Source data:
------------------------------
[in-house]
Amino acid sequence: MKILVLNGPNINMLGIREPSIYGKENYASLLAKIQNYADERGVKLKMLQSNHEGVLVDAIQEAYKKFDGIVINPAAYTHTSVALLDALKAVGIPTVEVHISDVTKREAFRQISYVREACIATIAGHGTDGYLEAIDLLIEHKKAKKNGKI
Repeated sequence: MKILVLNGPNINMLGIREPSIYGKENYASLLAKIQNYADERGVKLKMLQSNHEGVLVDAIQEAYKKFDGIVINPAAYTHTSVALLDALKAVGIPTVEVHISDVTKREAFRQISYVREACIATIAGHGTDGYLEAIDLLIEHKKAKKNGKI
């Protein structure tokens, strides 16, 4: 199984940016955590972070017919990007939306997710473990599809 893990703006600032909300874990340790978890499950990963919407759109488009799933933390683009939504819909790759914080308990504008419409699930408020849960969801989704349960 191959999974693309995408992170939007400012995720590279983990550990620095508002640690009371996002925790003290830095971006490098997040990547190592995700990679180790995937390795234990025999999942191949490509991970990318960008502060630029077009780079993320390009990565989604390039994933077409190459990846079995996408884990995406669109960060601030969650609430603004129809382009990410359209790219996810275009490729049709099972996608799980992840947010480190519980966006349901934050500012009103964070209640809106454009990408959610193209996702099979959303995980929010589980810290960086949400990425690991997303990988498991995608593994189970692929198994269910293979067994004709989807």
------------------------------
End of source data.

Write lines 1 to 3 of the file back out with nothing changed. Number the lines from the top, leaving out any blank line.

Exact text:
[in-house]
Amino acid sequence: MKILVLNGPNINMLGIREPSIYGKENYASLLAKIQNYADERGVKLKMLQSNHEGVLVDAIQEAYKKFDGIVINPAAYTHTSVALLDALKAVGIPTVEVHISDVTKREAFRQISYVREACIATIAGHGTDGYLEAIDLLIEHKKAKKNGKI
Repeated sequence: MKILVLNGPNINMLGIREPSIYGKENYASLLAKIQNYADERGVKLKMLQSNHEGVLVDAIQEAYKKFDGIVINPAAYTHTSVALLDALKAVGIPTVEVHISDVTKREAFRQISYVREACIATIAGHGTDGYLEAIDLLIEHKKAKKNGKI